The design of the Comet streamliner: An electric land speed record motorcycle

Ethan Alexander McMillan, Purdue University


The development of the land speed record electric motorcycle streamliner, the Comet, is discussed herein. Its design process includes a detailed literary review of past and current motorcycle streamliners in an effort to highlight the main components of such a vehicle’s design, while providing baseline data for performance comparisons. A new approach to balancing a streamliner at low speeds is also addressed, a system henceforth referred to as landing gear, which has proven an effective means for allowing the driver to control the low speed instabilities of the vehicle with relative ease compared to tradition designs. This is accompanied by a dynamic stability analysis conducted on a test chassis that was developed for the primary purpose of understanding the handling dynamics of streamliners, while also providing a test bed for the implementation of the landing gear system and a means to familiarize the driver to the operation and handling of such a vehicle. Data gathered through the use of GPS based velocity tracking, accelerometers, and a linear potentiometer provided a means to validate a dynamic stability analysis of the weave and wobble modes of the vehicle through linearization of a streamliner model developed in the BikeSIM software suite. Results indicate agreement between the experimental data and the simulation, indicating that the conventional recumbent design of a streamliner chassis is in fact highly stable throughout the performance envelope beyond extremely low speeds. A computational fluid dynamics study was also performed, utilized in the development of the body of the Comet to which a series of tests were conducted in order to develop a shape that was both practical to transport and highly efficient. By creating a hybrid airfoil from a NACA 0018 and NACA 66-018, a drag coefficient of 0.1 and frontal area of 0.44 m2 has been found for the final design. Utilizing a performance model based on the proposed vehicle’s motor, its rolling resistance, and the body’s aerodynamic drag, the top speed is predicted at 226 mph. Further design considerations are also addressed, including the development of the component level layout of the motorcycle, weighing factors such as safety and ease of fabrication with that of performance and accessibility. At the time of composition, the Comet had started the fabrication process, and it is the intent of the author that the finished product competes in the 2016 Bonneville Motorcycle Speed Trials to set the first world record for a single track electric motorcycle streamliner.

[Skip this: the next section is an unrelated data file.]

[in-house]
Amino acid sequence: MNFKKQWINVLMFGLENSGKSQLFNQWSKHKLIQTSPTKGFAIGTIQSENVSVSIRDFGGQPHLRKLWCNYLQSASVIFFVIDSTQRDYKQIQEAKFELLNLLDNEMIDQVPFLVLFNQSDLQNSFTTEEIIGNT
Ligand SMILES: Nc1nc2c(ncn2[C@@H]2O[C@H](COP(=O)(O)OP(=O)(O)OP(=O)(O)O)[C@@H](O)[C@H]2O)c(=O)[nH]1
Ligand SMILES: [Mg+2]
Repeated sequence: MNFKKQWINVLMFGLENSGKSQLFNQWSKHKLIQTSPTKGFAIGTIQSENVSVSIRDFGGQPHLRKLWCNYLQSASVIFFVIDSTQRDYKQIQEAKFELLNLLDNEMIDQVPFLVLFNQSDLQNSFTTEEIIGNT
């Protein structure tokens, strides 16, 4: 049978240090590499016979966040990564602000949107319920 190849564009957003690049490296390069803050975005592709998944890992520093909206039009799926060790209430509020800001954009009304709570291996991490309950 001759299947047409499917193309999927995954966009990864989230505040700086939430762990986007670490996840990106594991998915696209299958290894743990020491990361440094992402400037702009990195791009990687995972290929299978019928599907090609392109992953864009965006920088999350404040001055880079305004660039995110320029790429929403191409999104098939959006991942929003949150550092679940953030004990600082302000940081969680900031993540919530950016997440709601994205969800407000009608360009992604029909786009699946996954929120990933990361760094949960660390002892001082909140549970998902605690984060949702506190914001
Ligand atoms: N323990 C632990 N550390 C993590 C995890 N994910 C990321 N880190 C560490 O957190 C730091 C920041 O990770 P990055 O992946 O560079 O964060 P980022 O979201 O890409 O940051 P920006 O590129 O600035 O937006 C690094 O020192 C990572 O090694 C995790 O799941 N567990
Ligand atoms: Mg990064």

Sullivan, Purdue University.

Subject Area

Aerospace engineering|Automotive engineering|Mechanical engineering

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